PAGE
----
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Laura Kuenssberg suggested the tension between the UK and the European Union is reminiscent of the atmosphere between the two parties weeks before they agreed to a Brexit withdrawal agreement. Prime Minister Boris Johnson ramped up the pressure ahead of the eighth round of talks with Brussels, announcing an amendment to the Brexit bill on the clauses covering Northern Ireland. Ms Kuenssberg noted the dejá vù could also manifest with additional concessions from the British Government in order to secure a trade deal.
Speaking to the Today programme, the BBC Political Editor said: “It does feel a bit like September last year, when the rhetoric was getting hotter and hotter on both sides.
“And then, in the end, the Government did give ground in order to get a deal done.
“But this kind of rhetoric, this kind of narrative, the Prime Minister putting down a new deadline of October 15 and saying, ‘I’ll walk away if the talks don’t get concluded or make significant progress by then.’ it kind of works both ways in a sense, they might hope.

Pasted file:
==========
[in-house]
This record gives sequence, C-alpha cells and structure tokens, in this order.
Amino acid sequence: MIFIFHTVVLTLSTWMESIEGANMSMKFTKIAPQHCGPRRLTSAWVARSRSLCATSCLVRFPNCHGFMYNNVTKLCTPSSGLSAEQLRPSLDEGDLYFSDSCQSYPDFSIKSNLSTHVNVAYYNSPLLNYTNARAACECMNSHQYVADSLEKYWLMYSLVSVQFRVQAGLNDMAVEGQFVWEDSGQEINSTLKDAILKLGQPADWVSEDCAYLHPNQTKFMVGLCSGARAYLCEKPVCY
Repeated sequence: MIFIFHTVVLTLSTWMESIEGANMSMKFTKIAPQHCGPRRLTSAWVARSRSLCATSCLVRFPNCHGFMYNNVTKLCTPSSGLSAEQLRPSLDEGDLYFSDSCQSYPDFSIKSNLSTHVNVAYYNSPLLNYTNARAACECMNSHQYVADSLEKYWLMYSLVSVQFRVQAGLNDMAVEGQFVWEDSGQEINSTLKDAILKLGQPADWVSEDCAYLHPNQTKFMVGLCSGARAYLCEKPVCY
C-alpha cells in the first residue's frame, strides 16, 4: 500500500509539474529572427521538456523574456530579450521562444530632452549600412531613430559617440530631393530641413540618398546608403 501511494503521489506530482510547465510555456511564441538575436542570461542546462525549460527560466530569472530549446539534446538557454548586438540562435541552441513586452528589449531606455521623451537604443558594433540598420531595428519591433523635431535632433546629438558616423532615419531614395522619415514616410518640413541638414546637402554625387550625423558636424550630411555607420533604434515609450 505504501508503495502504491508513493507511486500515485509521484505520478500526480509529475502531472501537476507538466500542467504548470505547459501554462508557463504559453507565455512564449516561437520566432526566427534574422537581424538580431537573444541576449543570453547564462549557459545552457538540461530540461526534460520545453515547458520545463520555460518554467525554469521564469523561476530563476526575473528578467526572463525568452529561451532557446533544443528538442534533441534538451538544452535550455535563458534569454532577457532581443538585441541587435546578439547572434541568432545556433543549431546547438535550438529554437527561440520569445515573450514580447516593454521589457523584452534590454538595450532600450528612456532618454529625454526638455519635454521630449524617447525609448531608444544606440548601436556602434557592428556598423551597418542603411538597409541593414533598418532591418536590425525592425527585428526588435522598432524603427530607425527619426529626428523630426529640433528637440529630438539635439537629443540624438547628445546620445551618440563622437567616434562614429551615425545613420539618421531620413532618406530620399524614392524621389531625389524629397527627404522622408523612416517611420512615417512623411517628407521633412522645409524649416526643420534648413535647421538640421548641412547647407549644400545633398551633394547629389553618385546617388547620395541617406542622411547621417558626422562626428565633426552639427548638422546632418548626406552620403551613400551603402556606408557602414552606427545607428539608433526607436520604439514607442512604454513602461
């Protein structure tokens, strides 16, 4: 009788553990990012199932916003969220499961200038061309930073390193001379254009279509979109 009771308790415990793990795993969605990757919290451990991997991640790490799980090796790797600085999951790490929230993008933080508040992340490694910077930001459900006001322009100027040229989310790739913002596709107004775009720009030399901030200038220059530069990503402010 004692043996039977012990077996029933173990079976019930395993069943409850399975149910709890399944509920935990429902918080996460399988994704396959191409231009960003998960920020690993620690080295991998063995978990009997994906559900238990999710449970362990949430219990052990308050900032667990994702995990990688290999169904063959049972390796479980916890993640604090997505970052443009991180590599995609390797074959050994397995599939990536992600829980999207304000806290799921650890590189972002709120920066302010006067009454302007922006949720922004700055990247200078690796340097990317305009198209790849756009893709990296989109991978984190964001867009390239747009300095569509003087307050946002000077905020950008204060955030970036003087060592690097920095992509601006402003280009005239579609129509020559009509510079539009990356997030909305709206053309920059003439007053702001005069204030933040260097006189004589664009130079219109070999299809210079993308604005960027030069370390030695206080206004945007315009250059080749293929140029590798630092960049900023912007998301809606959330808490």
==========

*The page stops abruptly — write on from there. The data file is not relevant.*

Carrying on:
“Because it seems the Government is preparing the grounds so if they fail to conclude a trade deal, it’s not a surprise if the UK walks away.”
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She added: “But also, if there is a last minute deal, and the UK perhaps itself gives some concessions, well, the Government could say, ‘well, we were jolly tough, we said we’d get things done and we got what we wanted’.”
Ms Kuenssberg also noted the proposed changes to the withdrawal bill were to be expected as the Government seeks to create “coherence” between all UK nations.
She said: “There certainly are people in Government who think it is likely that there will not be a trade deal concluded here. That’s been the case for some time.
“In terms of this other bill, we knew it was coming, a bill trying to try to make trade coherent between the different parts of the UK so that’s always been in the stocks.
“But playing it in right now, at such a politically sensitive time, it’s of course going to raise the temperature.”
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